So I felt it was important to do this work — hard as it might have been for me to complete it, as unlikely of a person I might be to have done it — because that’s part of what I needed as part of a diverse body. My brothers and sisters around me might not need it, but I might not need some of what they need. We all have to deal with each other and live with each other, and put our preferences aside in order to be with each other. I might really need some unstructured, abstract moments that don’t dictate the spiritual moment that I’m in. Some of these songs really do that. 

"Forgive Us Our Debts as We Forgive Our Debtors" by Scott EricksonSometimes you need someone to dictate to you and you need someone to provide a specific language for you, but other times you don’t. But we also just need some time, space to sort through and let the Spirit work. So we thought: if we give somebody 5-6 minutes per movement — there’s one for every line in the Lord’s Prayer — if all you have to focus on for 5 minutes is “Forgive Us Our Debts as We Forgive Our Debtors,” start there and just let your mind wander and see where the Spirit takes you. You’ve got 5 minutes of unstructured time with art that’s fairly abstract to find out where you are and what moment you’re in and let the Spirit deal with you. It just felt necessary. It even felt potentially beneficial to the Church. All of this was pushing me along. The importance of what I felt like this could mean to just a few people, myself included, felt worth whatever labor it might require to get through it. Sorry for the monologue . . .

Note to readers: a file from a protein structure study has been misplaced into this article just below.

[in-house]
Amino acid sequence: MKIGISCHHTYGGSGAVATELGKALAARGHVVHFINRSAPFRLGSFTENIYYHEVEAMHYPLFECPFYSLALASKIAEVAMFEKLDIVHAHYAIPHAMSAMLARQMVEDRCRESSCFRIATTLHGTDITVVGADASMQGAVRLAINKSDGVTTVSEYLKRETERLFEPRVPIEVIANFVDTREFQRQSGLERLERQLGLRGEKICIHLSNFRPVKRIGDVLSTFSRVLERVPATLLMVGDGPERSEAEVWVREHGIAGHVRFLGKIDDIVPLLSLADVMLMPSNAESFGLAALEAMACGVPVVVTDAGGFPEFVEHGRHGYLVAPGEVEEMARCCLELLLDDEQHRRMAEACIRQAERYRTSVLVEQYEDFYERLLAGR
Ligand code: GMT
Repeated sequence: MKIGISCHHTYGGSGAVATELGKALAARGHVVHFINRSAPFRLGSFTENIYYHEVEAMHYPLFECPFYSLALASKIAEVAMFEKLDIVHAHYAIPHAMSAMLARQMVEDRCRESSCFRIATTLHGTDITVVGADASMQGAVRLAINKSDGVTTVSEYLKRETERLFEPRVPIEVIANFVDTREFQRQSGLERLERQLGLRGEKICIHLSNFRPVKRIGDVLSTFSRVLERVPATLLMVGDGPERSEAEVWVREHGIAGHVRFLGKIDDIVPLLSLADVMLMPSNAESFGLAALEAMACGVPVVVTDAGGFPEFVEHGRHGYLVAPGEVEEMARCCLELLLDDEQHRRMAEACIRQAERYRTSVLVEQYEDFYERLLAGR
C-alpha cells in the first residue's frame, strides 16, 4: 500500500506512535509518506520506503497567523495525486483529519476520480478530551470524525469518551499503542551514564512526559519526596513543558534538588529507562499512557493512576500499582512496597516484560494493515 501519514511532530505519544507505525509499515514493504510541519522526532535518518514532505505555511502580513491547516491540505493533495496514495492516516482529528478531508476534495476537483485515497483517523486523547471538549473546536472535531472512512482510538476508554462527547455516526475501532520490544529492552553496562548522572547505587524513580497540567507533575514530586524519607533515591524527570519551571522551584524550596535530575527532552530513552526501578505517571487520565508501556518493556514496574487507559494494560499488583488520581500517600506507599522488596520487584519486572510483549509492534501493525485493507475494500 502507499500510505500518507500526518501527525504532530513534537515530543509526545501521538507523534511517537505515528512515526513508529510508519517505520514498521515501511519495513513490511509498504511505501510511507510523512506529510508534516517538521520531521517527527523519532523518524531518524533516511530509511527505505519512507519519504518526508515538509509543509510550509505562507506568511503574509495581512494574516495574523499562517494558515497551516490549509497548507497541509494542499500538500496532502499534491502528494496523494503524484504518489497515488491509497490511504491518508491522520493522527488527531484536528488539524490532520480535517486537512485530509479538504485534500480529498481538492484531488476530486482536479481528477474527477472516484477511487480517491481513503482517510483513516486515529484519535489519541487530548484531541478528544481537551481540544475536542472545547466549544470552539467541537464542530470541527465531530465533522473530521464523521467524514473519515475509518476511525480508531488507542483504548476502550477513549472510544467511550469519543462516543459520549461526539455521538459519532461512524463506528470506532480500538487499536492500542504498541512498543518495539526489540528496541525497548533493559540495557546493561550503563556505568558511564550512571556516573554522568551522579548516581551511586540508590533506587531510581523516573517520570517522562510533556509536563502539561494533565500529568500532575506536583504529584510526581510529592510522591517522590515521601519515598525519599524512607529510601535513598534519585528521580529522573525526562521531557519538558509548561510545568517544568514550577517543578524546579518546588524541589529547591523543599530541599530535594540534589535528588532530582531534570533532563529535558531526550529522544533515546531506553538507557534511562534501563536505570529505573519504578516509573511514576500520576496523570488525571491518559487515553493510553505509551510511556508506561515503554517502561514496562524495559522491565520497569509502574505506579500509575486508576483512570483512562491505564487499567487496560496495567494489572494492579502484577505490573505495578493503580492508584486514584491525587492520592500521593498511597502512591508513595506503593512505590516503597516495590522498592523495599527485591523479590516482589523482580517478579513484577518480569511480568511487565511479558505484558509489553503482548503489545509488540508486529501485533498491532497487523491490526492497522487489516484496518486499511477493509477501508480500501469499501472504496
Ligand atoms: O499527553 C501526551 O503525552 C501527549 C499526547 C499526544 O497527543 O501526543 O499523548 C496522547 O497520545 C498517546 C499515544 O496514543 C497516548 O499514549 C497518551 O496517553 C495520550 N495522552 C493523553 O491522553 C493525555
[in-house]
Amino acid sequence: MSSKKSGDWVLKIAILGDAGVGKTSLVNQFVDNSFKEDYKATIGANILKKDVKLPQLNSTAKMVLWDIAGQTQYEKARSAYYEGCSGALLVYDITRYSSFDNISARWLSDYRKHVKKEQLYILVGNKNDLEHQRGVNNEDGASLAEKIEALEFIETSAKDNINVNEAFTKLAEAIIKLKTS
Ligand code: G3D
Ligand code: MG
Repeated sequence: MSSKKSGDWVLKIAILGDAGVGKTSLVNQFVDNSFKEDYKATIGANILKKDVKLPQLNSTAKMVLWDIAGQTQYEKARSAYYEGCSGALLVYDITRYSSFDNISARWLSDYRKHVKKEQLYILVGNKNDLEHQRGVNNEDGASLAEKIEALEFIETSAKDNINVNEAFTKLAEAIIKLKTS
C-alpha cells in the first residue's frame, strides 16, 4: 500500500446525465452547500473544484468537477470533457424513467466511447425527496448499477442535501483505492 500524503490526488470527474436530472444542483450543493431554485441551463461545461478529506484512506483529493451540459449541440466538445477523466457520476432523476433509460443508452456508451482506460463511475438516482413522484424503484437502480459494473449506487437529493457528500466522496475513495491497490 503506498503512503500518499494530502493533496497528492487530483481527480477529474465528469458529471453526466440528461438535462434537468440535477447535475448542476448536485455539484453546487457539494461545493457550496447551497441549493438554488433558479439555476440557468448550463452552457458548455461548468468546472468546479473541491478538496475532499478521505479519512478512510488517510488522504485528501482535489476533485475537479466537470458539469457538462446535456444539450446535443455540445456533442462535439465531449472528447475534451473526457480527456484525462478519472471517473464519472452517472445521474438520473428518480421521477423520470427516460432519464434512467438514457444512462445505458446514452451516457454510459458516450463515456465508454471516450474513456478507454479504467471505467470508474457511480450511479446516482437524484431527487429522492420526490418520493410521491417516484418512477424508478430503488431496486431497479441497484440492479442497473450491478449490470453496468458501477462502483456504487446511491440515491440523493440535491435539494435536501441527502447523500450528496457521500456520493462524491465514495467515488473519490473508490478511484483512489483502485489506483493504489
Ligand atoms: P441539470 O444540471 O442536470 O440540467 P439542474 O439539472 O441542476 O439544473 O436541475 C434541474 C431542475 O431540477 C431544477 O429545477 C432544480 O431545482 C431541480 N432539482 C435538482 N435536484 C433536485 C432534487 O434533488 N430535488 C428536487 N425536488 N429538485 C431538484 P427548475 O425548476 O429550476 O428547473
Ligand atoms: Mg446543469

JS: Are you kidding? These are important, essential thoughts to share, which made me think about a lot of things. Johnny and I go to a pretty traditional, liturgical church — an Anglican church — but we are dying to introduce this music to our people, even though we love liturgy and that structure, and traditional and contemporary hymns.

DW: And you should. Marva Dawn said any church that’s truly represented by diverse members of one body should dislike about every third song they sing.

JS: Well, to switch gears, a lot of times lately I just don’t know what to pray. I often have no idea, even just sitting in our home alone with my thoughts. And yesterday I sat down with Feedback, just listened and looked at the photographs and paintings. Each song seemed like a long time to really think about that particular verse and what it means. I thought, I don’t do this enough. I don’t need to say something all the time.